New York Comes Alive — Literally — In 'The City We Became'
N.K. Jemisin is crushing it.
Her Broken Earth trilogy swept the Hugo Awards for three consecutive years. Her most recent story collection received near universal praise, and she's been called "the most celebrated science fiction and fantasy writer of her generation" (and rightly so).
So what does a writer like that do next? Something completely different.
Jemisin is known for her stories of fantastic powers and gods among us. Stories that also speak to modern themes of oppression, race and conflicts of cultures, supported by deep, layered worldbuilding that draws you into her beautiful but harsh landscapes. It may come as a surprise to some fans, then, that her latest book is set, not in a distant future world or another one entirely, but in New York City, right now. Or at least, a version of New York.
The City We Became is Jemisin's first book in her Great Cities series, a series that asks: What if a city had a soul? What if it could come alive, embodied in a human avatar? And though inconvenient for a commercial release, this book's theme and the story could not have landed at a more necessary time. The coronavirus is currently spreading across the country and the world. New York has been hit hard, and people in that lively, densely populated city are being asked to stay home, socially distance and take precautions to protect themselves and their neighbors from an invisible terror.
Jemisin's New York faces a more fantastical but no less insidious threat, something that wants to engulf the city in fear and darkness, stop its awakening and kill its avatars — unless the people of the city can join hands to stop it. She lays out the stakes in stark terms:
That coming together is what forms the core of the story. New York has come alive, in the form of a scruffy street kid. But when he ends up in a magical coma, the city awakens five more people, avatars of the individual boroughs, to help. These very different individuals, each with special powers, are compelled to form an Avengers-like team to combat evil; a city-sized Voltron, if you will.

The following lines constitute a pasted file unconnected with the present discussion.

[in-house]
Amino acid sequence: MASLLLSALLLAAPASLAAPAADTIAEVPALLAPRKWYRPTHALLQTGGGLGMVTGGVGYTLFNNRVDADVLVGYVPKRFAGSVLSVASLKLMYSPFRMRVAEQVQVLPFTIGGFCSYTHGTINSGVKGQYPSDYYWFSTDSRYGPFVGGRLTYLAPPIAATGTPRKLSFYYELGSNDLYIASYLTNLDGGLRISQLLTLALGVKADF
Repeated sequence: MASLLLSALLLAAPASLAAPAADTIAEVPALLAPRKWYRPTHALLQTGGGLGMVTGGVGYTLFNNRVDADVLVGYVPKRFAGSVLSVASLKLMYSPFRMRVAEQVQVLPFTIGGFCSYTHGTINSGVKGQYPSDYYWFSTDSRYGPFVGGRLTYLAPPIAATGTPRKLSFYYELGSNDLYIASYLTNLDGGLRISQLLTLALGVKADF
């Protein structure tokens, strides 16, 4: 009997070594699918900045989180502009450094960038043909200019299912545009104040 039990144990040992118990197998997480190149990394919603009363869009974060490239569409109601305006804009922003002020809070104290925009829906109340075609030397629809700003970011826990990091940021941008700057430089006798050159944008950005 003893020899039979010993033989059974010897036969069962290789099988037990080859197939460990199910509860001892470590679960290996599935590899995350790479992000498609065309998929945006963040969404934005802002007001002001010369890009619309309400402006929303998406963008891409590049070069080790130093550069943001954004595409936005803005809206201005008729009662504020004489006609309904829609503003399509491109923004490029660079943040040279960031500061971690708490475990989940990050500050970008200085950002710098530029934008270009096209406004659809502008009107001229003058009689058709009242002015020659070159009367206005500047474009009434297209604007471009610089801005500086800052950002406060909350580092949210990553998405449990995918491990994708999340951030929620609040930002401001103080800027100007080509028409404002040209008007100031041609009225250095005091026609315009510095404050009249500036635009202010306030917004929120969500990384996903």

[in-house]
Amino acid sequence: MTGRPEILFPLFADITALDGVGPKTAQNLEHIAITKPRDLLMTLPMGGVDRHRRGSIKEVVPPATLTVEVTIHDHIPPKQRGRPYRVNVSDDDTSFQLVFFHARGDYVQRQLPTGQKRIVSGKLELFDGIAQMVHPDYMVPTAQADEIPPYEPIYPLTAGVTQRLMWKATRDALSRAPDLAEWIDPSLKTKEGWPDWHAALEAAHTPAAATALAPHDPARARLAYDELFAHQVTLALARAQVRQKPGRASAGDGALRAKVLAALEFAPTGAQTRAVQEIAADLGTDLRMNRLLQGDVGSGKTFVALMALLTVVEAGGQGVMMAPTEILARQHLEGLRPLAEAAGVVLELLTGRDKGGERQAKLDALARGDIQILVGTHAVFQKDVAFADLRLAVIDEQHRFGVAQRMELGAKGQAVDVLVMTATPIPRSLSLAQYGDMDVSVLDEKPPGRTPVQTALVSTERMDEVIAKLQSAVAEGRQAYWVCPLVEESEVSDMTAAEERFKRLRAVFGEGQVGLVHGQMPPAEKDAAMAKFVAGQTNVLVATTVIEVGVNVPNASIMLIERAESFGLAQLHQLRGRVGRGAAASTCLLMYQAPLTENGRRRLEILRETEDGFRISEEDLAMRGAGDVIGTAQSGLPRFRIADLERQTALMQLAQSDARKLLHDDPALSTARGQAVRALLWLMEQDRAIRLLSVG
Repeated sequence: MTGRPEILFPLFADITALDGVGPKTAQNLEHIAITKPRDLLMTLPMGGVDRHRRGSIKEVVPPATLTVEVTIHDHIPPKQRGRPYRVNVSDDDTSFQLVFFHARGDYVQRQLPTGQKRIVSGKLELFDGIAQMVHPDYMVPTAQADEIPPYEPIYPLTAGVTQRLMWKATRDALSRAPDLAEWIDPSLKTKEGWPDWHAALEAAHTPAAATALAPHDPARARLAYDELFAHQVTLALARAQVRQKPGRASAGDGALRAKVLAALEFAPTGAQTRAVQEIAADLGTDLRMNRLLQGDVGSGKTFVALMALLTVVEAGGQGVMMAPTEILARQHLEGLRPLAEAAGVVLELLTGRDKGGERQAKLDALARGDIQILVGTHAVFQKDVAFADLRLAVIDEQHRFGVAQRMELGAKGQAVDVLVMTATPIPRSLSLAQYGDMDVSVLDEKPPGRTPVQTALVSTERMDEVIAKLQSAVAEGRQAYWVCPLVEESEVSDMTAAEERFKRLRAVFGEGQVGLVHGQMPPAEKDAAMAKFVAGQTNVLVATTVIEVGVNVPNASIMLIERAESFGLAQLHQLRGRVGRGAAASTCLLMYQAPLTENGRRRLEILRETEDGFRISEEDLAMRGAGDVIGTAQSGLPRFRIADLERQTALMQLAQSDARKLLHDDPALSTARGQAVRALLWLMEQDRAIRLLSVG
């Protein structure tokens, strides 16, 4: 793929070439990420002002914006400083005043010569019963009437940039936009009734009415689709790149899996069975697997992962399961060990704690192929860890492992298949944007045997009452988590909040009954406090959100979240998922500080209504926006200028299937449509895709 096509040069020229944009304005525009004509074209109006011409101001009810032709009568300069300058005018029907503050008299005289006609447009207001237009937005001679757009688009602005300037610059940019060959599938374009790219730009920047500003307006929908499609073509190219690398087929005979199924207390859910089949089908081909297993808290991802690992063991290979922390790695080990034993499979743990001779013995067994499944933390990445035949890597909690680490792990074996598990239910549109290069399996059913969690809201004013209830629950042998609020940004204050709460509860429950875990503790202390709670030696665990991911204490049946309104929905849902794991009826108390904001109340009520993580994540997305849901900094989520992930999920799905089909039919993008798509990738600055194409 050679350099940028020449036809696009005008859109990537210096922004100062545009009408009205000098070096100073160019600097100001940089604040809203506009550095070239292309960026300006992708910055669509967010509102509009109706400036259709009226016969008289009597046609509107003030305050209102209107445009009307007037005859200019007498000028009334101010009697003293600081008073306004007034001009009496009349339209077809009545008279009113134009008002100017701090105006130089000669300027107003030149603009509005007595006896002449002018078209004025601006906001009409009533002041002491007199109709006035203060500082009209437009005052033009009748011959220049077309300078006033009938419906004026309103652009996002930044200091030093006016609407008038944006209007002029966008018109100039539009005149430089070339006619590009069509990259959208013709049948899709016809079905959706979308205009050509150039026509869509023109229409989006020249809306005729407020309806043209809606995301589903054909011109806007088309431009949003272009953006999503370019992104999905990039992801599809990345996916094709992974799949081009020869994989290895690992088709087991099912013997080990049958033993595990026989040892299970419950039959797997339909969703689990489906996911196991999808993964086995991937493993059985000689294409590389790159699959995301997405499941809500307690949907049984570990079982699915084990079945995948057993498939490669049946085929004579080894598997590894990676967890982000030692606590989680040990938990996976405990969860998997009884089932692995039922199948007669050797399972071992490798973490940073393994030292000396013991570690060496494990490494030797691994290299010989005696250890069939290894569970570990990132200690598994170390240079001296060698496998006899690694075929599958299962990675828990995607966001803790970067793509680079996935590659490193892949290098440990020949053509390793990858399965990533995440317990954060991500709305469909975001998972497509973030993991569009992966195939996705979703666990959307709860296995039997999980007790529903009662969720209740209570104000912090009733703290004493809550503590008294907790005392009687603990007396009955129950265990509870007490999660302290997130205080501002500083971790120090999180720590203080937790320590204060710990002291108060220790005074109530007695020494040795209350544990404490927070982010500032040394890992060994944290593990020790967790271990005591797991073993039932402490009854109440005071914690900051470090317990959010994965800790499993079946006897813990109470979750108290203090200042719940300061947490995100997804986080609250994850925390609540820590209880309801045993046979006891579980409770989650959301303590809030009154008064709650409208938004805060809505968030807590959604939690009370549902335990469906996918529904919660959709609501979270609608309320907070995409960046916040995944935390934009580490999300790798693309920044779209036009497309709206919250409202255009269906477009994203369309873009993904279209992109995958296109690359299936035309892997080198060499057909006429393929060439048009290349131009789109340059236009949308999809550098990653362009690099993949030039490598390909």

Now, let's talk about that city-eating evil for a moment. Without spoiling things, the monster in part takes the form of the eldritch, tentacled horrors created by famed author H.P. Lovecraft. But it is more than that; it's Lovecraft himself, and the xenophobia and racism that exists in much of his oft-celebrated work. To be blunt: Jemisin is no fan, she makes that clear, and she makes no apologies for it. In one scene, the physical manifestation of this evil says plainly,
My only real issue with the book is that it comes to a relatively abrupt end. I want to binge on the entire series right now.
The venom in her voice is palpable throughout the speech. And this is what the book does so well: It is, in a way, a metaphor for Jemisin's success, through her incredible body of work, at redefining the science fiction and fantasy genre — a genre that has long been defined by the tastes and stories of mostly white men. The monstrous forces that threaten the living New York City parallel the forces authors like Jemisin and her contemporaries have fought against for years. It seems no coincidence that she's set her story in a city that also happens to be the center of the publishing universe.
My only real issue with the book is that it comes to a relatively abrupt end. I want to binge on the entire series right now, which is the ultimate magic and allure of Jemisin's work. She pulls you into her world and makes you want more; she makes you want to stay there forever. Early blurbs have dubbed The City We Became a "love letter to New York" and it is, but that almost doesn't do what Jemisin accomplishes here justice. It is a love letter, a celebration and an expression of hope and belief that a city and its people can and will stand up to darkness, will stand up to fear, and will, when called to, stand up for each other.
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